— Perhaps we could set aside more of the funds for enforcement and education from ticket fine revenue. In Portland's Bureau of Transportation, the Community and Schools Traffic Safety Partnership funds great projects and programs. Part of the funding is from ticket revenue. Can we increase that set-aside amount to bolster that program and others like it?
— Whether people primarily drive or bike, they need more training on bicycle laws — especially if they live in cities where bicycling is prevalent. Like Tom Richards in The Guardian wrote about so well earlier this month, perhaps a cycling proficiency test should be a required to get a driver's license? Or at the very least, the driving test should include more bicycle-related questions. (And yes, I realize that knowledge of all traffic laws — not just bike laws — isn't as good as it should be.)
— We could approach private insurance companies to add bicycling proficiency tests to their "Good Driver Discount" programs. And the same thing could go for companies that offer bicycle insurance: If you complete a course to demonstrate you know the laws and how to ride safely, you get a discount on monthly premiums.
— Safe Routes to School, a tried and true federally-funded program that teaches elementary and middle-school students how to bike and navigate traffic laws on two wheels, should be available all the way up to high school. The new federal transportation bill gives ODOT more leeway to spend money on this program. If we could teach bike law and bike safety in high schools, we'd not only see better behavior from the next generation of riders, we'd give kids more (less expensive) options for getting around that just the family car.
— A bicycle license could be a cool idea; but the devil is in the details. I'm not opposed to a possible new program that would couple some sort of mandatory bicycle law/safety testing (for adults only) with an official state license. If this license came with a similar expectation of institutional respect and resources that I receive as a driver, then I'm all for it. If it comes from someone who is angry because they aren't comfortable with how bicycle use is changing our streets, and if it feels like a punitive measure, then count me out. A bicycle license should be seen as a constructive idea and a program with benefits for everyone, not as bargaining chip in a dead end debate about who deserves respect on the roads.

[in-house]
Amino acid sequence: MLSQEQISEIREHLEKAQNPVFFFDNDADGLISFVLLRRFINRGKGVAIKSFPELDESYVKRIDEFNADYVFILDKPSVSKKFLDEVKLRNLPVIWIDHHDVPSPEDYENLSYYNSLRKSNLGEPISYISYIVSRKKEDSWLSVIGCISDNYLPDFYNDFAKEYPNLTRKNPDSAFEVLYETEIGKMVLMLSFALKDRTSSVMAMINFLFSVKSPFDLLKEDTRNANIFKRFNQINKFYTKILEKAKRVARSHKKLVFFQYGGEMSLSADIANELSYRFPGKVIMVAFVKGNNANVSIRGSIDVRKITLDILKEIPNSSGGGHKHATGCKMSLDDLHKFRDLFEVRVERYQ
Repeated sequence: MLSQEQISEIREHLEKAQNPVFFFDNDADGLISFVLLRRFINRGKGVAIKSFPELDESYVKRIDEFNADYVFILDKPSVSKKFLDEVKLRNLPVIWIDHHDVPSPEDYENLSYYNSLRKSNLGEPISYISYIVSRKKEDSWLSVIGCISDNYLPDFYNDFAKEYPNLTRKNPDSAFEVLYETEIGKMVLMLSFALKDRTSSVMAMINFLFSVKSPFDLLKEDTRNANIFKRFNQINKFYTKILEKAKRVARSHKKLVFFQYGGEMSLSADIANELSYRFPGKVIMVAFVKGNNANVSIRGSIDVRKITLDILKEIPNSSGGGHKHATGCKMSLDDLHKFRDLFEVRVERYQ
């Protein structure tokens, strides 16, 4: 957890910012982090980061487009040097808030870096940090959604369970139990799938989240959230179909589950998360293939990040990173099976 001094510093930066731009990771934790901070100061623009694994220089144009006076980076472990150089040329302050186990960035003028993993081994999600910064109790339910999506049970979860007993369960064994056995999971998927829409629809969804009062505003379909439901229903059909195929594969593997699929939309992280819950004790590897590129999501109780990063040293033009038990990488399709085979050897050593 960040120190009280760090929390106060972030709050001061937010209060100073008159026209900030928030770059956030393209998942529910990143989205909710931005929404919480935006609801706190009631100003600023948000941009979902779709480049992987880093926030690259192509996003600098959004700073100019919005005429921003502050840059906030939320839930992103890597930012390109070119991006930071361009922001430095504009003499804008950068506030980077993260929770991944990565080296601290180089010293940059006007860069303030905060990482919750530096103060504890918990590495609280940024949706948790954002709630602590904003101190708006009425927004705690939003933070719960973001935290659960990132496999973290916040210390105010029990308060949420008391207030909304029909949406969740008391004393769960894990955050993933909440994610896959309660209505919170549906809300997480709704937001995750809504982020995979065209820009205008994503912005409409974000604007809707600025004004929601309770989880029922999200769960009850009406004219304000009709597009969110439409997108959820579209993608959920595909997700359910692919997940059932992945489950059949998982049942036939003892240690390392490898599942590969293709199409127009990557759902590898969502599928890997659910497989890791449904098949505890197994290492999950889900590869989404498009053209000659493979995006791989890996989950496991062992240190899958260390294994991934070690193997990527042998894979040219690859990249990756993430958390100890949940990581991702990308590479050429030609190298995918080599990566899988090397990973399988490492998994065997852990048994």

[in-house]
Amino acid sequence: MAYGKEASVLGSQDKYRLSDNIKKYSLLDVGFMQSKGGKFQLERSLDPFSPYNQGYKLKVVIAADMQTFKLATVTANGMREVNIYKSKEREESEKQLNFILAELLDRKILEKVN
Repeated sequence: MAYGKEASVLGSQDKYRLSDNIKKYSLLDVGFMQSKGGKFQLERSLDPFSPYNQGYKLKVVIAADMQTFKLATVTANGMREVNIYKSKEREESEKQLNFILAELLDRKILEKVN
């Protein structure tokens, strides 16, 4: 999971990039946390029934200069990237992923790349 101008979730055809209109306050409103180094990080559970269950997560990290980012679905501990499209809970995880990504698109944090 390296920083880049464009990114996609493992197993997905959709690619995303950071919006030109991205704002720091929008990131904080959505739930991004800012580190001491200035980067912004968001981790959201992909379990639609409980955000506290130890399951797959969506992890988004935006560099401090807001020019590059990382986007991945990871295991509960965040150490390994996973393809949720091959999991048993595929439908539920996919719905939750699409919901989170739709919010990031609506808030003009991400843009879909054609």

This is just a start. I know there are many other layers to this issue and ideas on how to move it forward. Let's get them on the table. I don't know how much is possible; but the old and acrimonious debate isn't working. If we truly want to move this ahead, we need to work together, and it's hard to work together when everyone's yelling at each other. For more on bicycle licensing, see my response to Huckaby's plans at the end of yesterday's post and read our past coverage.
(Publisher's note: Thanks to all of you for the insightful and productive comments this past week (nearly 1,000 in the past five days!). Next week I plan to sit down with Bob Huckaby and talk. I have no idea how that will go, but I will keep you posted. — Jonathan)